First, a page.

Dec 11, 2007

For Most Borrowers, Bush Mortgage Bailout Isn't One

A few months ago at a social gathering--well after the mortgage industry's problems were coming to light--I met a woman in her mid-twenties who was a real estate appraiser. "My job is easy," she told me, wide-eyed and innocent. "All I have to do is go in and say that the value of the property is the sales price." Yikes. This professional approach is indicative of an industry-wide problem: and it helps explain why so many homeowners are in such a jam right now, struggling with unaffordable mortgages that banked on equity that either didn't exist or didn't materialize.

And there are no quick fixes. The Bush Administration's newly revealed mortgage rescue plan received a lot of attention last week. The basics of the plan are this: borrowers who took out adjustable rate loans (with initial rate periods of 36 months or less) between January 1, 2005 and July 31, 2007 that are due to reset between January 1, 2008 and July 31, 2010  are eligible for a five year interest rate "freeze." Lender participation is voluntary.

Critics noted that the plan is likely to aid very few borrowers, and since it's intended to prevent foreclosures, doesn't do anything for those borrowers already in it. In a New York Times editorial, Paul Krugman pointed out that its real purpose is to "create the appearance of action", thus undercutting support for alternative plans with actual bite. Looking at how few will likely benefit from the plan, and its voluntary nature, it's hard not to agree.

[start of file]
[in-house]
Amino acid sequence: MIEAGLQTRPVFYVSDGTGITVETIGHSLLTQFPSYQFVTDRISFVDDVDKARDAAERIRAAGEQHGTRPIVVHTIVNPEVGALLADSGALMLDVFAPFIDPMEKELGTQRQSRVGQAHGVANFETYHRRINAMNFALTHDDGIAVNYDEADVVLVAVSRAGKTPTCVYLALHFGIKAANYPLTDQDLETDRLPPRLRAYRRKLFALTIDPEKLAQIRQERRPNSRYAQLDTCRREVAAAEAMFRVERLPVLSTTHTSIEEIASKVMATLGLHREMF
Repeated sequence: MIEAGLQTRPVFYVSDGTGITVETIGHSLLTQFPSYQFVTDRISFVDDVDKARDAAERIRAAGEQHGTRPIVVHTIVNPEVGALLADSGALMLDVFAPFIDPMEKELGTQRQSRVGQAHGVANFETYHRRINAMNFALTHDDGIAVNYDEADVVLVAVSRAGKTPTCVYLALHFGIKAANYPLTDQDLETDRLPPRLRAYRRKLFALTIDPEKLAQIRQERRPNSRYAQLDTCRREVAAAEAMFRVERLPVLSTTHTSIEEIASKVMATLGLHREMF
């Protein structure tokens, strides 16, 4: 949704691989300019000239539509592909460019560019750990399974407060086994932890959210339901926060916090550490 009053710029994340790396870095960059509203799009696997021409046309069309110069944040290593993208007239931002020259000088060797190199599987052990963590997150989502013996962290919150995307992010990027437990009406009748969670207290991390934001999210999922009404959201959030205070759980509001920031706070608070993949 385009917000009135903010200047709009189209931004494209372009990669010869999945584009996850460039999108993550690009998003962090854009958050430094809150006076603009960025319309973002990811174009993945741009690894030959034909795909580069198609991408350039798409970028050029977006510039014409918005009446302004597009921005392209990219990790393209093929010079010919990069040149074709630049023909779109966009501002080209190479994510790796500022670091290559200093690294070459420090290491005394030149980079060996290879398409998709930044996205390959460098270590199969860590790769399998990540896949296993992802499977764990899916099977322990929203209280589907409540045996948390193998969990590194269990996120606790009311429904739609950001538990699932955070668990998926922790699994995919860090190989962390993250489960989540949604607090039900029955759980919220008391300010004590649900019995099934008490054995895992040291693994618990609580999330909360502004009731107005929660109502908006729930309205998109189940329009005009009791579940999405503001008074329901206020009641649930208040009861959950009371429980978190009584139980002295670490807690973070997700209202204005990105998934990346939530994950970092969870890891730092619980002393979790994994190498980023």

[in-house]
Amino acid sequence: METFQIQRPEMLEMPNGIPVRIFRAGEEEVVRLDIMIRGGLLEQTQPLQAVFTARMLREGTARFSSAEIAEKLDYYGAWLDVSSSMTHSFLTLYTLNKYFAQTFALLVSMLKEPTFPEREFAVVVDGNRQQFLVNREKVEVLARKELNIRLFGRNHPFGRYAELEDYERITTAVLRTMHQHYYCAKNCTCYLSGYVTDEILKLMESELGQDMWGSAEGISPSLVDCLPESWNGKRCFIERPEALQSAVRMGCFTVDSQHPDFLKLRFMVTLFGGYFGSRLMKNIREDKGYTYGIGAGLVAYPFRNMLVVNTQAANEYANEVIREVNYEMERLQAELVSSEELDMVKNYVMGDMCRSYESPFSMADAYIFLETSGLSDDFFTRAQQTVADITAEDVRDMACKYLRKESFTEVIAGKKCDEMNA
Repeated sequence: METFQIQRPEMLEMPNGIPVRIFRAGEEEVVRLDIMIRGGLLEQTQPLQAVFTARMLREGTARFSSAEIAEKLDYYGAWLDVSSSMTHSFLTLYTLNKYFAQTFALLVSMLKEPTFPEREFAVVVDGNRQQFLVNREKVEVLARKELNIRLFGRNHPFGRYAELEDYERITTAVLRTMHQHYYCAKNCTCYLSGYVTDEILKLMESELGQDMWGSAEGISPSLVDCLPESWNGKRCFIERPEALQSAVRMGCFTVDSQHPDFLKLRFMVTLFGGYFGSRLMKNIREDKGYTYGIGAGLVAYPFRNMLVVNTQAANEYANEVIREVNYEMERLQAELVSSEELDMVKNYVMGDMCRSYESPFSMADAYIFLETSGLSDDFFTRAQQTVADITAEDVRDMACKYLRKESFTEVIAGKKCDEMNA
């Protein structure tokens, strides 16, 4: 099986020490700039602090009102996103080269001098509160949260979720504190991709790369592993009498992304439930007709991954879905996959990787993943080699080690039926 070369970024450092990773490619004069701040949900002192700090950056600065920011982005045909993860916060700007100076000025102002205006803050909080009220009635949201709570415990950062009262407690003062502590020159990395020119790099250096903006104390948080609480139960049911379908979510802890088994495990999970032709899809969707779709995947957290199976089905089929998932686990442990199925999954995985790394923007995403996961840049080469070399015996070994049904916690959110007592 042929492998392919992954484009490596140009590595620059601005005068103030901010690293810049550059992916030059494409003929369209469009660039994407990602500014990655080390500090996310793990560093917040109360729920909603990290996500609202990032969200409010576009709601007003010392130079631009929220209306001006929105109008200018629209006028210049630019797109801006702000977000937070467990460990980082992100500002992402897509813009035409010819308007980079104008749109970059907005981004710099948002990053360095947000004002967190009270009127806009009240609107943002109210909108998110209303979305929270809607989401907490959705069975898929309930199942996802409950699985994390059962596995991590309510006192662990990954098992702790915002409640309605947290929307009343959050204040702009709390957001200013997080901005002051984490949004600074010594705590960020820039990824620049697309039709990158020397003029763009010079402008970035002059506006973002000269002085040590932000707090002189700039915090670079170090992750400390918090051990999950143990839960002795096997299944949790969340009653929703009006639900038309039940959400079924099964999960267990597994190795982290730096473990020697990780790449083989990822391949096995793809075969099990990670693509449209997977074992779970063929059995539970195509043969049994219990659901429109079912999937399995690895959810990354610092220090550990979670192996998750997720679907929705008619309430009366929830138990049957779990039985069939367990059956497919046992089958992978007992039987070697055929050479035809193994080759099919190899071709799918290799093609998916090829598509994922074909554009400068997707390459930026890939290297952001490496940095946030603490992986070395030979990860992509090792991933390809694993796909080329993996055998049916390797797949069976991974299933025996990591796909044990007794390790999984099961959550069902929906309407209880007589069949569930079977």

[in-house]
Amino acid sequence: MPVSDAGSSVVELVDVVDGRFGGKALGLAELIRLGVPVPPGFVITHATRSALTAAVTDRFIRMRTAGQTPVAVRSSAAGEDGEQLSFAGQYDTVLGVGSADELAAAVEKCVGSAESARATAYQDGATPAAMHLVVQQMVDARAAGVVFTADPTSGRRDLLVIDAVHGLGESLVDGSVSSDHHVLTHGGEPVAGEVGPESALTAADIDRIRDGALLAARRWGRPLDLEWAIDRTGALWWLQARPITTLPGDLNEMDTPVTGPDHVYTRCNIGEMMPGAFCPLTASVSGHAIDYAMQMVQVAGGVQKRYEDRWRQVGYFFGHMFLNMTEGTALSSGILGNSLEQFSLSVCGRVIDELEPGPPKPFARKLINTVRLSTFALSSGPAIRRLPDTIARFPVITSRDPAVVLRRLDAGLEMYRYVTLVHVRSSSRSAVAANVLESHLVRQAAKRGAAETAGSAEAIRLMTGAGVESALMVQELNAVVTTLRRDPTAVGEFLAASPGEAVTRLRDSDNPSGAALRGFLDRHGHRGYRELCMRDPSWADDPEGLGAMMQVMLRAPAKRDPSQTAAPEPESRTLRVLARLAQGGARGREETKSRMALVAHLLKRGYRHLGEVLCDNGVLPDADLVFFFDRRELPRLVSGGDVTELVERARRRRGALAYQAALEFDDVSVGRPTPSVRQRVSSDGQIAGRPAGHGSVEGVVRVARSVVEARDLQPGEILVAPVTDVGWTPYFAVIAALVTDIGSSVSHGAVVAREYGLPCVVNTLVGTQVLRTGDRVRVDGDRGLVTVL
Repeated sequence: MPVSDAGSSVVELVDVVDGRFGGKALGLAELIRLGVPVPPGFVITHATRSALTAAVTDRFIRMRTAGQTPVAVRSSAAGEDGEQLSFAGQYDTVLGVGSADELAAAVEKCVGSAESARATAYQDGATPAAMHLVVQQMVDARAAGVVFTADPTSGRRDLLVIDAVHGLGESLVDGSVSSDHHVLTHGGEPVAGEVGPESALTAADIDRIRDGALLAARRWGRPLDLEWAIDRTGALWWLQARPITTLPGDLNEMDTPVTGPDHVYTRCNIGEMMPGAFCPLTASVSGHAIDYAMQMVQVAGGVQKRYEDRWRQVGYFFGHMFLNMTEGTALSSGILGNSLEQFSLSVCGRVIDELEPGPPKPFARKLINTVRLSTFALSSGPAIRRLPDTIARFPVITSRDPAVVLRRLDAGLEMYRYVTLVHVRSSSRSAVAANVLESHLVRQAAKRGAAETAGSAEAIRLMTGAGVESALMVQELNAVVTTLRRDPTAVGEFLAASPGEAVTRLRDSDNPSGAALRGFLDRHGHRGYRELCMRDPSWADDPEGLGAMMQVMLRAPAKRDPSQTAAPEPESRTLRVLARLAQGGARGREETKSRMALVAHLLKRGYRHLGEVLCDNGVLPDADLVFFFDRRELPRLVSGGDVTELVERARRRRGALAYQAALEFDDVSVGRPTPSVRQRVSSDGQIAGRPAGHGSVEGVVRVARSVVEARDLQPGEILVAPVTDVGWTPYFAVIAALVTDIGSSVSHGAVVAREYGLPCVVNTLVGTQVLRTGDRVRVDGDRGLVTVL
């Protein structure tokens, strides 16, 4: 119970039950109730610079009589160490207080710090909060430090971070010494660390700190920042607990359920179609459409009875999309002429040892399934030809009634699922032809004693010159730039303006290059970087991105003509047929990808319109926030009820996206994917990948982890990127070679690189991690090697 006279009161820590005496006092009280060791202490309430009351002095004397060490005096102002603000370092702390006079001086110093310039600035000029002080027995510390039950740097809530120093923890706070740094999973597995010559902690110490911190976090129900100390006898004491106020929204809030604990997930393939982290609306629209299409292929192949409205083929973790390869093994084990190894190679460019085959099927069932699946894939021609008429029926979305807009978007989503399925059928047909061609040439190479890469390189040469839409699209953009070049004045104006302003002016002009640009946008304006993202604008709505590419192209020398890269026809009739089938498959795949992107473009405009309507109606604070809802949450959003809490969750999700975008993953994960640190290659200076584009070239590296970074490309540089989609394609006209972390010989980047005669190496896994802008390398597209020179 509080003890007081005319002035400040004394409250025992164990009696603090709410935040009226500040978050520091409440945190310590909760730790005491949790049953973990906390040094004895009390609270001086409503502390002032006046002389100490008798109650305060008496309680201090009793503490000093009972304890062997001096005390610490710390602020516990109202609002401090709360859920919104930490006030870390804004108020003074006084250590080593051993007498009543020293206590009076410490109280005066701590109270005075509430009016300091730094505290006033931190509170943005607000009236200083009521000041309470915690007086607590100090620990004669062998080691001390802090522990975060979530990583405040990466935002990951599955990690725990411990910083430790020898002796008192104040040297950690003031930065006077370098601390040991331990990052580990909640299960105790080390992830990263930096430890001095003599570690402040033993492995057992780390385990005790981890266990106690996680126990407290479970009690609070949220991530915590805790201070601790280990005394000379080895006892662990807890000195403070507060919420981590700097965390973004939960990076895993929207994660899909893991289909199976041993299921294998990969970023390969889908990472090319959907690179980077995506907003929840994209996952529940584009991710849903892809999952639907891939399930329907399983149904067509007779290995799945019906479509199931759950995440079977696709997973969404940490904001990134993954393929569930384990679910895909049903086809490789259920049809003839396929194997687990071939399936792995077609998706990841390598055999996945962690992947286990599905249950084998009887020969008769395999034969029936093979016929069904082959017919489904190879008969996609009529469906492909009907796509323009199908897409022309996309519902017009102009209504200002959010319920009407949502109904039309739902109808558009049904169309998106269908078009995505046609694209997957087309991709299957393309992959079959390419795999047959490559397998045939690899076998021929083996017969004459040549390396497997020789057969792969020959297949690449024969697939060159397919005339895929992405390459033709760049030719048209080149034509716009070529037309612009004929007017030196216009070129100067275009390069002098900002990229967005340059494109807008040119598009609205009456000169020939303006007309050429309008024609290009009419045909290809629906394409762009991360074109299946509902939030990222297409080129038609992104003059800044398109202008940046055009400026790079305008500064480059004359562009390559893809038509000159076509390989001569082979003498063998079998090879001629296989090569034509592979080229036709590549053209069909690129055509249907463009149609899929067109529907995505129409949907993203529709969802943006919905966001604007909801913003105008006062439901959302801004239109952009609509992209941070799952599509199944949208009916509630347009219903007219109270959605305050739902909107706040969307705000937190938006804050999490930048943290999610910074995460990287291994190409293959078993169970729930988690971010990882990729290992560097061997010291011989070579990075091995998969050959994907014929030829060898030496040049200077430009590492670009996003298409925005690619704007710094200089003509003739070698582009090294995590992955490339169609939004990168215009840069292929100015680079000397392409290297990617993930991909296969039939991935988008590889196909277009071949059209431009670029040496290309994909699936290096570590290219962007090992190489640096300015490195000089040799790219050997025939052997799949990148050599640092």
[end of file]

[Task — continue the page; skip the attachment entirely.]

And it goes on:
So who won't benefit? Anyone who has lost a home to foreclosure already (according to one estimate, approximately 800,000 since mid-2007), seen an adjustment they can't afford, took out an ARM before the set period, bought with a conventional loan, has a decent or improved credit score, or (like 55% of subprime borrowers) was given a subprime loan when they could have qualified for a conventional one. In short, a lot of people. And that doesn't even deal with investors who have seen drops in the value of mortgage-backed securities, or the borrowers who can take advantage of the plan--but still have the same mortgage, perhaps one they can't afford to pay, five years later.

Amidst all this, the mortgage industry bemoans its losses. But it's a lot harder to feel very sympathetic toward those who created and sold these products to people who weren't capable of affording them--and astonishingly enough, sold them to people who were capable of affording something better, like a conventional loan without an astronomical future interest rate.

Alayna Schroeder